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Camille Pissarro : “The Lock at Pontoise” (1872)

Archival Inkjet on Matte Finish Fine Art Paper

The Ibis’s giclée process uses archival pigment inks on 100% cotton rag paper to achieve crisp detail and rich, lasting color. Unlike posters, they will not yellow with time, but will maintain their original quality for as long as you own them. If you are unhappy with your print for any reason, you are welcome to return it for a full refund.

This depiction of a lock on the river Oise is one of four such compositions inspired by the area of Pontoise, a village north of Paris. Pissarro moved to Pontoise after he returned from England following the Franco-Prussian War (1870-71). The ten years he stayed there were not only his most prolific, but also saw the height of his artistic talents. It was also in Pontoise that Pissarro worked with Edgar Degas (1834-1917), Mary Cassatt (1845-1926), and Paul Cézanne (1839-1906). Pissarro’s influence on Cézanne was especially important, as Pissarro encouraged him to paint en plein air, or outdoors. As a painter, Pissarro pursued many of the same goals as the Impressionists and exhibited with them from 1874 onward. However, the group is far from being unified stylistically, and there were many differences among its members. In contrast to other Impressionists, Pissarro was interested in darker tonalities, especially blues, greens, and browns. The more sober colors of his paintings suggest his debt to the earlier French artist Gustave Courbet (1819-1877).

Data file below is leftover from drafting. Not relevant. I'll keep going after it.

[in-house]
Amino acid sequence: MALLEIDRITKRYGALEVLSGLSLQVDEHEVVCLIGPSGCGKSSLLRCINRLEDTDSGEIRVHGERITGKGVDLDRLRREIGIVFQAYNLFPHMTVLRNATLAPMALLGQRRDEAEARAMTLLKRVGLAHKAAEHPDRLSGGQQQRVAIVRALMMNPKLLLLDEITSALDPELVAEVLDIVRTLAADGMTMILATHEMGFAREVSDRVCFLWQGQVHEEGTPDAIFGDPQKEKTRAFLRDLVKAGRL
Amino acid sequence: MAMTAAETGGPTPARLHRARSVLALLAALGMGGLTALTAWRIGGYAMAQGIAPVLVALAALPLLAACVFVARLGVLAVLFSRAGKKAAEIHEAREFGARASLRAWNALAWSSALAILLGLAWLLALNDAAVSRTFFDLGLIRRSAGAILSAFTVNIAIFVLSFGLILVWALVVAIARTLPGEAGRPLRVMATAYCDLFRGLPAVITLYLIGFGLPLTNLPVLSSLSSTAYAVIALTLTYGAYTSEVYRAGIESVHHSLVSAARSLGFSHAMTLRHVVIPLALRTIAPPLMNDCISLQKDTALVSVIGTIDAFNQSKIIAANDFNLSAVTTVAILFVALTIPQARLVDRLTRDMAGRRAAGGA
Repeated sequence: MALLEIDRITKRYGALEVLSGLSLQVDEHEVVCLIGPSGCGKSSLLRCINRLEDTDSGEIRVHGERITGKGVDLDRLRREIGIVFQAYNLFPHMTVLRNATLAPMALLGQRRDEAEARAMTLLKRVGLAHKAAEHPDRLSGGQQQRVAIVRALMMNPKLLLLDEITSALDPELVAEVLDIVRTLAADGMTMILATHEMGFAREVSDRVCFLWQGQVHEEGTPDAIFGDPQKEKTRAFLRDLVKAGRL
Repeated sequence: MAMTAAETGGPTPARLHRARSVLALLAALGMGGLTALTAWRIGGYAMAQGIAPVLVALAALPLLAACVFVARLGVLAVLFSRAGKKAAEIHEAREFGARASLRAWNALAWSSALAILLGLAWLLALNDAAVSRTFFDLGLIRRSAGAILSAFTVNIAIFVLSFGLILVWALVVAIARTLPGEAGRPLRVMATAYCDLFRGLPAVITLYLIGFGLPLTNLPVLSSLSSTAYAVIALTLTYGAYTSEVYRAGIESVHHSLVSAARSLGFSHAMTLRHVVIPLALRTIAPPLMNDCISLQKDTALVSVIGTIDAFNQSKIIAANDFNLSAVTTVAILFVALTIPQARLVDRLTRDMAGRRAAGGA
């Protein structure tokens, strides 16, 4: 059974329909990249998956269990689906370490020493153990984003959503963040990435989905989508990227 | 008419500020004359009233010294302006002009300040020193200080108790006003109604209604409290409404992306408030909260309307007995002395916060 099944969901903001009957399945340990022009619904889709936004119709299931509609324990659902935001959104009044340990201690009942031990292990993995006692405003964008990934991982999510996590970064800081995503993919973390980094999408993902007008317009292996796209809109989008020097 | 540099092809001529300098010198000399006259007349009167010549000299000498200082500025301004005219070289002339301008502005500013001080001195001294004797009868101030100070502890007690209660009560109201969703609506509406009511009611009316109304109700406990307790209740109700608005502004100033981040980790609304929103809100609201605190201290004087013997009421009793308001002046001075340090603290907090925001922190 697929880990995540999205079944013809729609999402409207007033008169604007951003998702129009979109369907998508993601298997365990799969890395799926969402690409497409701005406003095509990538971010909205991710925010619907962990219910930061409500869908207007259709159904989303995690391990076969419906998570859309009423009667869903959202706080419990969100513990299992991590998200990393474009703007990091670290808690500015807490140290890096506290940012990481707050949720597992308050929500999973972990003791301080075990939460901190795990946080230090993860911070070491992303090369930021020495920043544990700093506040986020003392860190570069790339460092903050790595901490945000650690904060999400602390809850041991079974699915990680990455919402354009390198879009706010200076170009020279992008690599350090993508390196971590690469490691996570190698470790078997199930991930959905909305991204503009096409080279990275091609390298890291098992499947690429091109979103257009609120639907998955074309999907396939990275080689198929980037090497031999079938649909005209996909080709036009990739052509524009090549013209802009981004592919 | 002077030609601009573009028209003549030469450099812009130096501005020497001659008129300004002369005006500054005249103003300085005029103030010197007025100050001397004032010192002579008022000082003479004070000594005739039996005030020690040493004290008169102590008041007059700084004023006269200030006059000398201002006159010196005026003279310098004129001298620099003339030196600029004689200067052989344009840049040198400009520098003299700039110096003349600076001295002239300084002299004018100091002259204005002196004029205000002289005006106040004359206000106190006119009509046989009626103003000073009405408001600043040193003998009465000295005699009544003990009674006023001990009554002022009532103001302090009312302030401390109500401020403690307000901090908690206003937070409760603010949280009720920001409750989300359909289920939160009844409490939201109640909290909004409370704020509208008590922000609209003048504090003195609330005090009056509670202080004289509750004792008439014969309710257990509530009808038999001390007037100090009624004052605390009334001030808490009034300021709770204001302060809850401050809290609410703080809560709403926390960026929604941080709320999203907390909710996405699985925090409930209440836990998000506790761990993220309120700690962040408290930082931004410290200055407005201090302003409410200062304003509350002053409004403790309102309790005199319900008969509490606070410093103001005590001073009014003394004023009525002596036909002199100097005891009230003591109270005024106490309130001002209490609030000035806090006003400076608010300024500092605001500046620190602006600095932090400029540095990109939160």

Credit Line: Text courtesy of The Cleveland Museum of Art.

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